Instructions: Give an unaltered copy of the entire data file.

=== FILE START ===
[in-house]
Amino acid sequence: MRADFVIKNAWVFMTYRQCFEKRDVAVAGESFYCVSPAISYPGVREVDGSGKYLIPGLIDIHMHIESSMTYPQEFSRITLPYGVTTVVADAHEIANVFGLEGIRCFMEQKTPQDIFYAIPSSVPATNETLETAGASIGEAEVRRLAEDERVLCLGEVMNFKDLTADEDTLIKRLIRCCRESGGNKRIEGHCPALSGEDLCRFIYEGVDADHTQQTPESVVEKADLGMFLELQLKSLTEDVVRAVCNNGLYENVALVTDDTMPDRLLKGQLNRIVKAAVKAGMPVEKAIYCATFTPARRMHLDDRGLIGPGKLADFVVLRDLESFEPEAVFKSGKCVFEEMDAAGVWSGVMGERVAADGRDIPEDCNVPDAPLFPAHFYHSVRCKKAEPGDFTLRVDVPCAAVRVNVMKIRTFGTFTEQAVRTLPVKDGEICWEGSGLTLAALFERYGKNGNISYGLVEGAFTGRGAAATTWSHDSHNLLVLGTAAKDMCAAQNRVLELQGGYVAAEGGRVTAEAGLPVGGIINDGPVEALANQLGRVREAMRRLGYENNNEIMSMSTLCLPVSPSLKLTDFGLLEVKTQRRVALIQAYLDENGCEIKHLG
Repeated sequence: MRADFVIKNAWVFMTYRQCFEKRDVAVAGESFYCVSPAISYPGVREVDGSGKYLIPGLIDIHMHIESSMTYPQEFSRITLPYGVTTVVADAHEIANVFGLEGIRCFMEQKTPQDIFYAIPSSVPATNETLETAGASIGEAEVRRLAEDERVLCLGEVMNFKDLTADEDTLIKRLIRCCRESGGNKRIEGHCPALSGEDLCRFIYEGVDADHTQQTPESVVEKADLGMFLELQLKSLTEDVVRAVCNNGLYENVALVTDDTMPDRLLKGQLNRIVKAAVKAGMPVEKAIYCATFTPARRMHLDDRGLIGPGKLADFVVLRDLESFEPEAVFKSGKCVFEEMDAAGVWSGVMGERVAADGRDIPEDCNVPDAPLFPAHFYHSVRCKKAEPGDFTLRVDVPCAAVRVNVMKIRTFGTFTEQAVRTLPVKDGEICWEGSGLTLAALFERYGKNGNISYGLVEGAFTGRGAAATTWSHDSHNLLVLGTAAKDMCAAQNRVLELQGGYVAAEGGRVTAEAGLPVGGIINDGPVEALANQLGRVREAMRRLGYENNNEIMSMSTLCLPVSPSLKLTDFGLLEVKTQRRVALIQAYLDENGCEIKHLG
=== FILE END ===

[in-house]
Amino acid sequence: MRADFVIKNAWVFMTYRQCFEKRDVAVAGESFYCVSPAISYPGVREVDGSGKYLIPGLIDIHMHIESSMTYPQEFSRITLPYGVTTVVADAHEIANVFGLEGIRCFMEQKTPQDIFYAIPSSVPATNETLETAGASIGEAEVRRLAEDERVLCLGEVMNFKDLTADEDTLIKRLIRCCRESGGNKRIEGHCPALSGEDLCRFIYEGVDADHTQQTPESVVEKADLGMFLELQLKSLTEDVVRAVCNNGLYENVALVTDDTMPDRLLKGQLNRIVKAAVKAGMPVEKAIYCATFTPARRMHLDDRGLIGPGKLADFVVLRDLESFEPEAVFKSGKCVFEEMDAAGVWSGVMGERVAADGRDIPEDCNVPDAPLFPAHFYHSVRCKKAEPGDFTLRVDVPCAAVRVNVMKIRTFGTFTEQAVRTLPVKDGEICWEGSGLTLAALFERYGKNGNISYGLVEGAFTGRGAAATTWSHDSHNLLVLGTAAKDMCAAQNRVLELQGGYVAAEGGRVTAEAGLPVGGIINDGPVEALANQLGRVREAMRRLGYENNNEIMSMSTLCLPVSPSLKLTDFGLLEVKTQRRVALIQAYLDENGCEIKHLG
Repeated sequence: MRADFVIKNAWVFMTYRQCFEKRDVAVAGESFYCVSPAISYPGVREVDGSGKYLIPGLIDIHMHIESSMTYPQEFSRITLPYGVTTVVADAHEIANVFGLEGIRCFMEQKTPQDIFYAIPSSVPATNETLETAGASIGEAEVRRLAEDERVLCLGEVMNFKDLTADEDTLIKRLIRCCRESGGNKRIEGHCPALSGEDLCRFIYEGVDADHTQQTPESVVEKADLGMFLELQLKSLTEDVVRAVCNNGLYENVALVTDDTMPDRLLKGQLNRIVKAAVKAGMPVEKAIYCATFTPARRMHLDDRGLIGPGKLADFVVLRDLESFEPEAVFKSGKCVFEEMDAAGVWSGVMGERVAADGRDIPEDCNVPDAPLFPAHFYHSVRCKKAEPGDFTLRVDVPCAAVRVNVMKIRTFGTFTEQAVRTLPVKDGEICWEGSGLTLAALFERYGKNGNISYGLVEGAFTGRGAAATTWSHDSHNLLVLGTAAKDMCAAQNRVLELQGGYVAAEGGRVTAEAGLPVGGIINDGPVEALANQLGRVREAMRRLGYENNNEIMSMSTLCLPVSPSLKLTDFGLLEVKTQRRVALIQAYLDENGCEIKHLG